Okay everyone, a quick biology lesson. A cow has 13 ribs. At a butchery, we count these ribs from the front (the head), to see where we start cutting. By cutting between the fifth and six ribs, for example, we can remove the chuck. (That’s the section where we get amazing meat for burgers but also hidden stars like flatiron, denver etc.) Now, here’s where it gets interesting. Most South African butchers will then take the remaining rib section and use the whole thing to cut ribeye steaks (either on or off the bone). We don’t do that at FFMM. Instead, we focus on the ribs six through to nine. That’s our prime rib section. (The rest will be sold as our ribeyes).
So, you want to know more about prime rib. Great. I’m glad you asked.
Firstly, it’s the single cut that we believe benefits most from our dry-aging process. We push prime rib as far as we can. (40 - 50 days). Secondly, it’s got amazing complexity. If we cut them as individual steaks, with the shoulder blade intact, you an get four or five different textures on one piece of meat. That said, we can also trim out the blade and leave you with something much closer to the bone-in ribeye you might be accustomed to. It’ll taste like ribeye, just much better. We can even debone the entire thing and wrap it up in the flap of meat that would normally lie above the blade. So - think of a beautiful cylindrical piece of meat, wrapped in yellow, grass-fed fat. Hello Sunday roast. What’s that? You like roasting with the bone in. Excellent. We’ll do that.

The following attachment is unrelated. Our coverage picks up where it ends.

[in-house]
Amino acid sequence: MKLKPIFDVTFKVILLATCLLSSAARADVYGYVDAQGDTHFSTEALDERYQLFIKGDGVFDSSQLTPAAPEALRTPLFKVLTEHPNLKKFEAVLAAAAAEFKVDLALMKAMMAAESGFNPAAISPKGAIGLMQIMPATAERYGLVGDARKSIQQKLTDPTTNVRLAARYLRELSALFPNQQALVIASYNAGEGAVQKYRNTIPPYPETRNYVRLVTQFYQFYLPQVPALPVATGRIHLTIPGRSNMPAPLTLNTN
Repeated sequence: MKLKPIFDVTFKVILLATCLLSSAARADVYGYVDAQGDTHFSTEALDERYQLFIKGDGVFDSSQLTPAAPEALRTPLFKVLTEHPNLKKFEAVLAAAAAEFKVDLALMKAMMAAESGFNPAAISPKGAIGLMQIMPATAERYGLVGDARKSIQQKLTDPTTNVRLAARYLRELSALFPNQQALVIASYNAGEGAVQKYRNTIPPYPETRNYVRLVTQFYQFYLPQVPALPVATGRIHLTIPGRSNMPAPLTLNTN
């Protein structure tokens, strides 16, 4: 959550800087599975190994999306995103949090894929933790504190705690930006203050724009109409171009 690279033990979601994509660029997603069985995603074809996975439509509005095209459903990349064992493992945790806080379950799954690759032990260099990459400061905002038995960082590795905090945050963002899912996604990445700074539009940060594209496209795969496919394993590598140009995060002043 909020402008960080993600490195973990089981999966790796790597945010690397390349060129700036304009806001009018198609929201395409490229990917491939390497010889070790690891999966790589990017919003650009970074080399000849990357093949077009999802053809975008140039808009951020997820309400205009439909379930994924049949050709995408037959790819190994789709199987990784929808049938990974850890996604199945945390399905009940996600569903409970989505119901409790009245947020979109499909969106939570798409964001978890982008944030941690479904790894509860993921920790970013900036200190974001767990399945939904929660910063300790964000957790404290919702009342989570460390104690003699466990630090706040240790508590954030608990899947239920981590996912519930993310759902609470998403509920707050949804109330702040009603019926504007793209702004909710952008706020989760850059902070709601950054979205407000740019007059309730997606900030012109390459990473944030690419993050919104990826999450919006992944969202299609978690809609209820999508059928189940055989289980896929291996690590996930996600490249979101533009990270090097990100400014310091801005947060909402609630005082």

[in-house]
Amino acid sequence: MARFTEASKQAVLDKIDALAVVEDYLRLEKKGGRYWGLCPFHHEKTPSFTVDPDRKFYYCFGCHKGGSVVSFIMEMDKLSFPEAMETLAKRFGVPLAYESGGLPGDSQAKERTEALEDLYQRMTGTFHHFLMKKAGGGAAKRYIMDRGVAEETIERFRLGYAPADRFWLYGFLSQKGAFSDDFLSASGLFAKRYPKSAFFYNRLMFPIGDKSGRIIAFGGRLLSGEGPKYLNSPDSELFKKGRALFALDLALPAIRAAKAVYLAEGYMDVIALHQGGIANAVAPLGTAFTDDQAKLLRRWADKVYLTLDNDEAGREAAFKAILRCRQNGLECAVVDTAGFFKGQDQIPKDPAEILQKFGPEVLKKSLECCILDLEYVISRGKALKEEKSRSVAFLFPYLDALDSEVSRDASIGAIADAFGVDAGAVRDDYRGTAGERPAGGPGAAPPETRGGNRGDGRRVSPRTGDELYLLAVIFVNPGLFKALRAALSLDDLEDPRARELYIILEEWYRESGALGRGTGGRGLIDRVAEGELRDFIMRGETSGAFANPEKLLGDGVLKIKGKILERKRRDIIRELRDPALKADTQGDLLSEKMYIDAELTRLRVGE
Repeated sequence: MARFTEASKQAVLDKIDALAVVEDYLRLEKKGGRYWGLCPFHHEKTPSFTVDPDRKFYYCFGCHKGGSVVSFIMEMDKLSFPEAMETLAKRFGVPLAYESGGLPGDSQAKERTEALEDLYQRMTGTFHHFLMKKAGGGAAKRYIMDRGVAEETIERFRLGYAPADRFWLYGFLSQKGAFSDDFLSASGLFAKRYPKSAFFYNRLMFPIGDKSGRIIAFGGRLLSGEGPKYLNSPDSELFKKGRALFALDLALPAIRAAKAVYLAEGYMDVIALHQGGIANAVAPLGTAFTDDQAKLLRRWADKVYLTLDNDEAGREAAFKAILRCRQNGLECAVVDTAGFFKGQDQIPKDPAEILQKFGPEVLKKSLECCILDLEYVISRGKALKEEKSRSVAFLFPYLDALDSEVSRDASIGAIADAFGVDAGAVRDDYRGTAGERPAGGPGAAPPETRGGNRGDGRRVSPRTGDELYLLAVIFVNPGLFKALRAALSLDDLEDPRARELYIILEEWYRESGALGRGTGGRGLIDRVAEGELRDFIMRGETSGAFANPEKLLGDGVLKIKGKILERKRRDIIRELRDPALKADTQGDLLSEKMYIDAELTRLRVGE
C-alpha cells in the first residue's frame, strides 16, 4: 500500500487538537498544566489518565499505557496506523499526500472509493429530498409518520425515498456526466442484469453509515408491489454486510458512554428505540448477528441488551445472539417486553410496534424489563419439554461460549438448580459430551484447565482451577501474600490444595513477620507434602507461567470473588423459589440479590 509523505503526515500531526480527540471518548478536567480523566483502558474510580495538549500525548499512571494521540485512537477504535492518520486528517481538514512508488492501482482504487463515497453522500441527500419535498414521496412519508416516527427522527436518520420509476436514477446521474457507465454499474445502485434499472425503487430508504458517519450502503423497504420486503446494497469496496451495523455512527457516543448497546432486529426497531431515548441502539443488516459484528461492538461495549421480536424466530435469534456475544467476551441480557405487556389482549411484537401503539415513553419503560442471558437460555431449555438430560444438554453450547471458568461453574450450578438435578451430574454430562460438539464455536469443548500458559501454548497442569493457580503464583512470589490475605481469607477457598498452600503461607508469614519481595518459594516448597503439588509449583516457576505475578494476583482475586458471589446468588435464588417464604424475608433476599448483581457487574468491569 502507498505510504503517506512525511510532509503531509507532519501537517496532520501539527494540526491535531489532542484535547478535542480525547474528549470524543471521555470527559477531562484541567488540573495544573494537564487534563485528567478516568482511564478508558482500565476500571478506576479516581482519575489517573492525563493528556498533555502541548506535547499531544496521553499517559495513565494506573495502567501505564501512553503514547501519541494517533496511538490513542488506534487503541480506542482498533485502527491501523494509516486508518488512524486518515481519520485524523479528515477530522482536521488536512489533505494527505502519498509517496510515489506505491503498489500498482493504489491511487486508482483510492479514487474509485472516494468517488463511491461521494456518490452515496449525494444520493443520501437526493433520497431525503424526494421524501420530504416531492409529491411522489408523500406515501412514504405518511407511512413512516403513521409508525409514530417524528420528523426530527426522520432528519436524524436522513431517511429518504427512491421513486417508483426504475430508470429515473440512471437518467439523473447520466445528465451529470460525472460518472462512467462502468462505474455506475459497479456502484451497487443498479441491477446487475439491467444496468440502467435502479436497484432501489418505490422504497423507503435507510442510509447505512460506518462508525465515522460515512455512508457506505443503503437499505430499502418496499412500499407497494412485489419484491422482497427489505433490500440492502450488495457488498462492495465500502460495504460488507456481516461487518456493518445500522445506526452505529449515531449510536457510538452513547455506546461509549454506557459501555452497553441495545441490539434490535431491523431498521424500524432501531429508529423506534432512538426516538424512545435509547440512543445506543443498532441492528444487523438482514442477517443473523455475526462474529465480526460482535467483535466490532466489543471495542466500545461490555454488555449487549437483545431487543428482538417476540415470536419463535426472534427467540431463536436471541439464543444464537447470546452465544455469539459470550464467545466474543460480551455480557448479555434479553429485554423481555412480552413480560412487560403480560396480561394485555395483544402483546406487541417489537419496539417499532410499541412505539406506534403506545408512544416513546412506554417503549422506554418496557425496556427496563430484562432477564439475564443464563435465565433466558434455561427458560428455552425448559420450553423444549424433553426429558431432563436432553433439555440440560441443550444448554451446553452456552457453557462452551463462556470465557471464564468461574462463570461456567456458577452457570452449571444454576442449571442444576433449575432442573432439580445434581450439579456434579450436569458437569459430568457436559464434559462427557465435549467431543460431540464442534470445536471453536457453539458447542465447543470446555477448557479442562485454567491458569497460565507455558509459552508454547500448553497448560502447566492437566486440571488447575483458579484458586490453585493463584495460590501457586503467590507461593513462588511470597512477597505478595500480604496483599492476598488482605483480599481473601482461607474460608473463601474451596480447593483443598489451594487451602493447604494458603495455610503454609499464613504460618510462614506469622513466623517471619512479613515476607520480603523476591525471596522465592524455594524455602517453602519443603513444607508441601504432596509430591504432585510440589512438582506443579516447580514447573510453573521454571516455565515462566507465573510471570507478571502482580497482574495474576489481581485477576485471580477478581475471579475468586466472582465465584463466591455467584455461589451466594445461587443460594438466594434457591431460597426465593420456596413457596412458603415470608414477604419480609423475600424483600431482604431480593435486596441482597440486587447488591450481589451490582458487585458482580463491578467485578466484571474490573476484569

This week we’ve taken it even further by introducing two new cuts from the prime rib. The one is the centre eye of this section. Everything is removed and you’re left with a section that you can portion at home, or we can do it for you. This piece of meat is the most tender piece of the prime rib and should be treated like fillet. (Except, when you cook it next to the guy cooking fillet you can laugh smugly to yourself.) The second thing we’ve done this week is borderline indulgent. We’ve taken the resulting prime rib trim (all of that funkiness that has been left from dry-aging the meat), and ground them into burgers.
I’ll say that again.
We added some additional fat to keep the meat:fat ratio where we want it and we are happy to just go ahead and say there is no restaurant in Cape Town cooking burgers that will taste better then the ones you’ll make at home, if you buy these (or any of our burgers, for that matter.)
It’s a prime-rib-a-palooza this weekend. Get to any of our stores and celebrate a truly exceptional part of the animal.